Brown County State Park bridge.
Our Covered Bridges
by Julia Pearson
A covered bridge is one feature of by-gone America that inspires the warm sentimentality of the dreamer in all of us.
Brenda Krekler’s book, Covered Bridges Today, says that as many as 12,000 covered bridges once existed in the United States. That number dropped to under 1,500 by the 1950s. In response to this drastic loss, the National Society for the Preservation of Covered Bridges was formed in 1950. According to a study of the National Historic Covered Bridge Preservation Program administered by the Federal Highway Administration, the number of covered bridges in existence today is currently somewhere between 700 to 900 structures.
The first covered bridges in this country appeared in the early 1800s in the Eastern states, and until the early 1900s were constructed across the United States. They had timber trusses into the mid-1800s when the development of cheaper wrought iron and cast iron led to metal trusses, except where plentiful large timber was available. The covered bridges were built as a functional passageway for a community and often reflected the individual builders and architectural style of a specific time and place.
Many historians believe bridges were covered for practical and functional reasons. By covering the heavy trusses from direct exposure to the elements of sun and rain, the life expectancy of the bridge could be extended. Records prove that covered bridges would last up to three times longer than a non-covered bridge of similar size. Even though the roof and sidings would need to be replaced every couple decades, this was still more economical than complete replacement of the structure. The romantic lore of these bridges holds that having the appearance of a barn would have a calming effect on horses and other farm animals that had to cross waterways. Yet others think they provided safe cover for travelers during inclement weather.
In time, bridge and road design became more repetitive, so that the iconic covered bridges stood out and distinguished the areas where they were located. Even when steel construction became a more economical choice for bridge construction in the early 1900s, timber-truss covered bridges were still used well into the 20th century.
Brown County has two significant covered bridges within its boundaries. Spanning the Bean Blossom Creek on Covered Bridge Road, the Bean Blossom Covered Bridge was built in 1880 by Captain Joseph Balsey for the sum of $1,200. It is one of three in existence of the Single Howe Through Trusses design. Its largest span has a length of 57.4 feet. Its total length is 101 feet with a deck width of 11.8 feet. Its vertical clearance above the deck is 11.5 feet. As of 2012, the average daily traffic on the bridge was 38. It was on the main road to Nashville until 1936 when it was bypassed by State Road 135. It is located just south of where State Road 135 and State Road 45 intersect on Covered Bridge Road.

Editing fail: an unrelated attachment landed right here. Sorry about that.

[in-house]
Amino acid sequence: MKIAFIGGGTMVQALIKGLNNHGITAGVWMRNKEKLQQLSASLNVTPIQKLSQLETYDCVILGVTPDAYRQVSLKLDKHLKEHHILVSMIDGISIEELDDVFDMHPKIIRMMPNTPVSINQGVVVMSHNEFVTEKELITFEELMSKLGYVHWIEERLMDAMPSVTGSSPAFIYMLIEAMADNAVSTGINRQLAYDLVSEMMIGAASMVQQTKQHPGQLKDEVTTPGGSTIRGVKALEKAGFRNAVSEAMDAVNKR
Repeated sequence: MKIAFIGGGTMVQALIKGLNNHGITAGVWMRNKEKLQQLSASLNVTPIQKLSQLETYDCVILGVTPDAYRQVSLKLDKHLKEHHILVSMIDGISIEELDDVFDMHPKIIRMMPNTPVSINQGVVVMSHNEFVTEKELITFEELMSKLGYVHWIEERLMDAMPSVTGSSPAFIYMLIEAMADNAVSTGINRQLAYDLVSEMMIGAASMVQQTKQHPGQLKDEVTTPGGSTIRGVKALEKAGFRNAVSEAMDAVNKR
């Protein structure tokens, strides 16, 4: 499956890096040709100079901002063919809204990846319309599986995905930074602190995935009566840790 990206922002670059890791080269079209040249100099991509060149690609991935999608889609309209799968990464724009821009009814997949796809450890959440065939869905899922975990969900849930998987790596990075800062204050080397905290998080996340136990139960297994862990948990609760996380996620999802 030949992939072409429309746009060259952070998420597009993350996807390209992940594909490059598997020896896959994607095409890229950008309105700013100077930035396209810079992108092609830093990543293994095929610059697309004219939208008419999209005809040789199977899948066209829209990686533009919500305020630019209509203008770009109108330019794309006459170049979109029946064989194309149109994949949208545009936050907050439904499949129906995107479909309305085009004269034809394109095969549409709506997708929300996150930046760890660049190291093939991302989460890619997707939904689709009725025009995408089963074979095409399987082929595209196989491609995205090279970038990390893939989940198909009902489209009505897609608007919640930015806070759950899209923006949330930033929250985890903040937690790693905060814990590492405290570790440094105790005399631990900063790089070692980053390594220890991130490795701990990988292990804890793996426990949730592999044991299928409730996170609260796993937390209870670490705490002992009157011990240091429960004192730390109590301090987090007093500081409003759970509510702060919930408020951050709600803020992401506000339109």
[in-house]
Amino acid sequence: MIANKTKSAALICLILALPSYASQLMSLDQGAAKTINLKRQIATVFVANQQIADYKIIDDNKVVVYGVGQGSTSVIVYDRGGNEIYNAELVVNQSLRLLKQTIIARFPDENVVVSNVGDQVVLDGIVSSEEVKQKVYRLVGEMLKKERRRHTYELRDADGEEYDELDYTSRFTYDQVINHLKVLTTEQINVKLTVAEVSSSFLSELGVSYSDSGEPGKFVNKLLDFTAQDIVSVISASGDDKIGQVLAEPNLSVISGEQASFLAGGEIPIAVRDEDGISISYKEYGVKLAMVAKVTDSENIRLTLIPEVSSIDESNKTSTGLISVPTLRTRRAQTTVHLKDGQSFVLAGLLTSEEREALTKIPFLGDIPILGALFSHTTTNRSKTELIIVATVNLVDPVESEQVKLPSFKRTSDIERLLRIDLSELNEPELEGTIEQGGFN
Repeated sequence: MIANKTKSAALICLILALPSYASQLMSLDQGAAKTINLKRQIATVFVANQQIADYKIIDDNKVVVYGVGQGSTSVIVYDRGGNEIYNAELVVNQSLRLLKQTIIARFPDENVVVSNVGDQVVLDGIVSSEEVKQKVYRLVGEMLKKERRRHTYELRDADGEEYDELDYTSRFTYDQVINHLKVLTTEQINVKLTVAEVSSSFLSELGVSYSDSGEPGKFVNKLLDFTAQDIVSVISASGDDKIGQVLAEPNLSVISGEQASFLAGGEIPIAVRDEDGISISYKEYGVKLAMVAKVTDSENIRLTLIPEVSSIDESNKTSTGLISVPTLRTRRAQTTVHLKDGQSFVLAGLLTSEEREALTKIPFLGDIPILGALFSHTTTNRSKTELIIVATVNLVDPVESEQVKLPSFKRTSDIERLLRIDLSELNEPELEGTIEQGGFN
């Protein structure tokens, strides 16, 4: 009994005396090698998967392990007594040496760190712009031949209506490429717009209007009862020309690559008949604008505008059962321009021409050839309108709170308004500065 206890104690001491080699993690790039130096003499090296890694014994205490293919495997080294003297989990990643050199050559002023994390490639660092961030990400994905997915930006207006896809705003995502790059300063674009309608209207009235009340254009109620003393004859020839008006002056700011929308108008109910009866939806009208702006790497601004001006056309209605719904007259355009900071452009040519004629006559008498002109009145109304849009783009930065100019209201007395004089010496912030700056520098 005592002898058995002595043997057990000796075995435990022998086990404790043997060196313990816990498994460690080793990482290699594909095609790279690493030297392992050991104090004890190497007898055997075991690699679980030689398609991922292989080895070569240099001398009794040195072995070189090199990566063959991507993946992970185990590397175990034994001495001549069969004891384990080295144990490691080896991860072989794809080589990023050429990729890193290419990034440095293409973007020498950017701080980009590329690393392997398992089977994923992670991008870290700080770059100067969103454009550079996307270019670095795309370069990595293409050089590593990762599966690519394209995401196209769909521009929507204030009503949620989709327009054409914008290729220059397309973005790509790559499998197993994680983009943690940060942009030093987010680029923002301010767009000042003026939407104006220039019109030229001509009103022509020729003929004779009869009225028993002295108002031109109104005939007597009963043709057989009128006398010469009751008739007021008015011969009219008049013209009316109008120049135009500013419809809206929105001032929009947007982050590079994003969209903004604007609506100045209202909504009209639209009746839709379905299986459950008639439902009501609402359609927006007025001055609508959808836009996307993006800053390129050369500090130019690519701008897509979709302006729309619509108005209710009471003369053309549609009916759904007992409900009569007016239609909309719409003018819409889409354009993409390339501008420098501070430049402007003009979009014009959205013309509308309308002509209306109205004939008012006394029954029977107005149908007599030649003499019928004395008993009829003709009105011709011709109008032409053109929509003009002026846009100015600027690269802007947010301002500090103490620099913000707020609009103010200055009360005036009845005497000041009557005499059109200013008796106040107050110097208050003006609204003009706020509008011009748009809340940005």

The Ramp Creek Covered Bridge is located at the North Entrance of the Brown County State Park over the North Fork of Salt Creek. Built by Henry Wolf in 1838, it is of the Double-barreled Covered Burr arch-truss design. It is the only double tunnel bridge in Indiana and is believed to be only one of four in the United States. Built originally in Putnam County, it was relocated in 1932 because of road construction. It was rehabilitated in 1986. Open to two-way traffic, the length of its largest span is 88.9 feet with a total length of 109.9 feet. It has a deck width of 23.9 feet with a vertical clearance above the deck at 9 feet. It was posted to the National Register of Historic Places on December 21, 1993. As of 2004, average daily traffic use was 143.
These beautiful artifacts remind folks of a time when travel was relaxed for all—man, woman, and beast. Their care and preservation is important to all Hoosier history.